"Pilate saith ... What is truth?"

Look no farther than the Holy Bible if you would seek the world's greatest dramas. Where, for instance, in Shakespeare's mightiest word pictures can be found the parallel of the tragedy of Gethsemane and Calvary? Where is depicted, save in the graphic Gospel records, the saddest travesty of justice mankind has ever known? A man, a gentle man, with hands bound stands before the governor. Pontius Pilate. The crime with which he is charged is stirring up the people and claiming that he is Christ the King. The wrath of the accusing mob is fanned to fever pitch when Pilate attempts to reason with them. "I find no fault in him." he says; at which frenzied mortals shout. "Away with him away with him crucify him": Apparently from the first the governor has glimpsed somewhat of the wonder, the majesty, of the rare spiritual consciousness before him and Pilate's intuitive wife also sends him a message urging him to have "nothing to do with that just man."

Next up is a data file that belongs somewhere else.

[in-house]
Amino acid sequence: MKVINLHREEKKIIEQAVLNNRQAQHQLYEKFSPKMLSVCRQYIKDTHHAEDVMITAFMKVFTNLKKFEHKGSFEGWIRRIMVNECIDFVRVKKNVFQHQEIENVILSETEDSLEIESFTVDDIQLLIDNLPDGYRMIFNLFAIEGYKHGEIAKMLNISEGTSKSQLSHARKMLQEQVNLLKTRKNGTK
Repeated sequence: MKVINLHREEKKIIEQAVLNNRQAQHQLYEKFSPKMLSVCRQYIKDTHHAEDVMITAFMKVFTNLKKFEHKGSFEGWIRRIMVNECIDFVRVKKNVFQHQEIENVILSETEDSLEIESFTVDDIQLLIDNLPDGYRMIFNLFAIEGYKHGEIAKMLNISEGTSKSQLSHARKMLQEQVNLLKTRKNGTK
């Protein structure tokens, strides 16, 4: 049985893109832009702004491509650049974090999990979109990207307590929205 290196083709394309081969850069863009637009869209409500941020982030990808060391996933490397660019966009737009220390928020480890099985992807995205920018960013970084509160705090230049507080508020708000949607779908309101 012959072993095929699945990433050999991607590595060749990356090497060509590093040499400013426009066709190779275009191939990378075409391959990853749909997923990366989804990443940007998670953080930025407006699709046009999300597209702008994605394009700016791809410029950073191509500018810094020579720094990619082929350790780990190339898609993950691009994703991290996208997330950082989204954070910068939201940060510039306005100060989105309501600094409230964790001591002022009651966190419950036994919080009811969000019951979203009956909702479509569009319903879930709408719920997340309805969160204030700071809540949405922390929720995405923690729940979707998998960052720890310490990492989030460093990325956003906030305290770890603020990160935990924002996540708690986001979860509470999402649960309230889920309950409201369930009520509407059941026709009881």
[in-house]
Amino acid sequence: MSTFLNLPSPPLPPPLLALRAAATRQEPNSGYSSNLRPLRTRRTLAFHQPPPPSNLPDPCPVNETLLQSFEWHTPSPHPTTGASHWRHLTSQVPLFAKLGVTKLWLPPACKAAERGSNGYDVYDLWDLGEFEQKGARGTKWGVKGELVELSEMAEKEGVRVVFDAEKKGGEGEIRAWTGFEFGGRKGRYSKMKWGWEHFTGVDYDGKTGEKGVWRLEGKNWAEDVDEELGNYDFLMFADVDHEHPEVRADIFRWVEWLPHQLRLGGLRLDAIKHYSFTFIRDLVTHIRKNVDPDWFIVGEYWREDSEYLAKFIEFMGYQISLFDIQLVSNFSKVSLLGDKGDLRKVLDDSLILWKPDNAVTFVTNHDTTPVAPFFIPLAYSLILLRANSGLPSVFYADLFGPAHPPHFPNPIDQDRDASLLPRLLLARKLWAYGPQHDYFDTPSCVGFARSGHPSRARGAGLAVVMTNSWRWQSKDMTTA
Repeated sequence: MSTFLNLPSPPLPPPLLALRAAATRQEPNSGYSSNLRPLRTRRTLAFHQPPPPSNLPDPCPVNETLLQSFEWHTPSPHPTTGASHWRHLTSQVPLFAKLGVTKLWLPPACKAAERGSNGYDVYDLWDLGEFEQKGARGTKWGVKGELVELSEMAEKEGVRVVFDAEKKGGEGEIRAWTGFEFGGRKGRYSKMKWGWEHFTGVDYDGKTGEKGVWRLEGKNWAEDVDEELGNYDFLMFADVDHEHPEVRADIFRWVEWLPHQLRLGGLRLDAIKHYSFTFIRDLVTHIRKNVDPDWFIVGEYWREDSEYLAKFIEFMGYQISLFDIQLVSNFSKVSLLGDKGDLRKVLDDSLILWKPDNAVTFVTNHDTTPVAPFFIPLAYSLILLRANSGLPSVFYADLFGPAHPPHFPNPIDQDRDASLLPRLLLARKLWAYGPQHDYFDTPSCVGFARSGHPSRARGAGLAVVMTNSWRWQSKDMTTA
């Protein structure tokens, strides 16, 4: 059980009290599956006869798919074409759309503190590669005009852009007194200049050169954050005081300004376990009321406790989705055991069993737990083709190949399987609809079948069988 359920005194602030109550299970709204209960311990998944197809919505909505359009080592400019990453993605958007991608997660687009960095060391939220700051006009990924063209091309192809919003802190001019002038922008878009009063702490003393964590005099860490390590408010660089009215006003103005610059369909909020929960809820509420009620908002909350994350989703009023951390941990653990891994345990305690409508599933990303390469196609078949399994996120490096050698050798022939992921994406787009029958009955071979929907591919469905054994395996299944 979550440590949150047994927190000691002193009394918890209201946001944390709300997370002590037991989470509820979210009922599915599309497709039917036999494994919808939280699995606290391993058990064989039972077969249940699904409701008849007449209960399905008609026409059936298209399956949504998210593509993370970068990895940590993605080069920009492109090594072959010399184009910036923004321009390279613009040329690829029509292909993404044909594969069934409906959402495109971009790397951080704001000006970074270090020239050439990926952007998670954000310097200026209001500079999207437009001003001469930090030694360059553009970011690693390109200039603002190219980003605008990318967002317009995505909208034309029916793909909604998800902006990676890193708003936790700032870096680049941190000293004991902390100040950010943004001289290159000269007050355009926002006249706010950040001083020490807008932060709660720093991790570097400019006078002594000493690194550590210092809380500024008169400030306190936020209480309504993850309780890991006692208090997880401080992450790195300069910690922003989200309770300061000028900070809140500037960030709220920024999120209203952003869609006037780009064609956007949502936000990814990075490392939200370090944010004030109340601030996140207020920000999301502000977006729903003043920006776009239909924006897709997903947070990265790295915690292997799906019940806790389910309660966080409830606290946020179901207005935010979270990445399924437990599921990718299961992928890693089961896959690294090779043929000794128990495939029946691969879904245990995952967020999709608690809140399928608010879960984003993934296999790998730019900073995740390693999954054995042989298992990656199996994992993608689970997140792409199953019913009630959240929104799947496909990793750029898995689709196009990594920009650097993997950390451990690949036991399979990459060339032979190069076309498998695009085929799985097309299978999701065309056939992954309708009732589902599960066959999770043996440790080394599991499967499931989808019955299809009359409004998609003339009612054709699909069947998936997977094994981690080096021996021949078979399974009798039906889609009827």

Pilate earnestly plies Jesus with questions. Evidently he is hoping against hope that the Master will furnish a pretext for his release. Bravely, simply, unequivocally does Jesus proclaim his mission: "To this end was I born, and for this cause came I into the world, that I should bear witness unto the truth." Almost mocking seems Pilate's famous rejoinder, "What is truth?" It would appear that he considered the question unanswerable, for he forthwith goes out, not waiting for Jesus to reply. The English poet Cowper adds this dramatic touch:

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March 11, 1944
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